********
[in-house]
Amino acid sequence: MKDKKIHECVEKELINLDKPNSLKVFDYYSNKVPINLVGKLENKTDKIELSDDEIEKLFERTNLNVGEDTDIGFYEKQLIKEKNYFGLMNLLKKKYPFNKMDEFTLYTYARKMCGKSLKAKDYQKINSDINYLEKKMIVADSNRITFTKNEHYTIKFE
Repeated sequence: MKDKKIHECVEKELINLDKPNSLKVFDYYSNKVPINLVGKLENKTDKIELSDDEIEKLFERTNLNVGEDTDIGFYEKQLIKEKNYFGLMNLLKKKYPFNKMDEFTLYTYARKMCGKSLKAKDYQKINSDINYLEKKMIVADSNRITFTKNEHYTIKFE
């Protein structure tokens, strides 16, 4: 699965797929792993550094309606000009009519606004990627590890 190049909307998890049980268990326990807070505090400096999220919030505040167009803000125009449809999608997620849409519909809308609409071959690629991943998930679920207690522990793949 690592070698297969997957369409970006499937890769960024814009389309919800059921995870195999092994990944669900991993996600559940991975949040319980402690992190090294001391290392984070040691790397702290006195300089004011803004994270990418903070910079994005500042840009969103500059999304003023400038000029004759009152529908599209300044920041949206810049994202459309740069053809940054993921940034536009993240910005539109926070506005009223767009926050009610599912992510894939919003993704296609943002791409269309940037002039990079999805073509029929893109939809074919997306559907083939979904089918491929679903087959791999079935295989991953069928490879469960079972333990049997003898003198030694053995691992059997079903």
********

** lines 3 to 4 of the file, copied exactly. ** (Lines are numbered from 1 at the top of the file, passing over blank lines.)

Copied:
Repeated sequence: MKDKKIHECVEKELINLDKPNSLKVFDYYSNKVPINLVGKLENKTDKIELSDDEIEKLFERTNLNVGEDTDIGFYEKQLIKEKNYFGLMNLLKKKYPFNKMDEFTLYTYARKMCGKSLKAKDYQKINSDINYLEKKMIVADSNRITFTKNEHYTIKFE
């Protein structure tokens, strides 16, 4: 699965797929792993550094309606000009009519606004990627590890 190049909307998890049980268990326990807070505090400096999220919030505040167009803000125009449809999608997620849409519909809308609409071959690629991943998930679920207690522990793949 690592070698297969997957369409970006499937890769960024814009389309919800059921995870195999092994990944669900991993996600559940991975949040319980402690992190090294001391290392984070040691790397702290006195300089004011803004994270990418903070910079994005500042840009969103500059999304003023400038000029004759009152529908599209300044920041949206810049994202459309740069053809940054993921940034536009993240910005539109926070506005009223767009926050009610599912992510894939919003993704296609943002791409269309940037002039990079999805073509029929893109939809074919997306559907083939979904089918491929679903087959791999079935295989991953069928490879469960079972333990049997003898003198030694053995691992059997079903």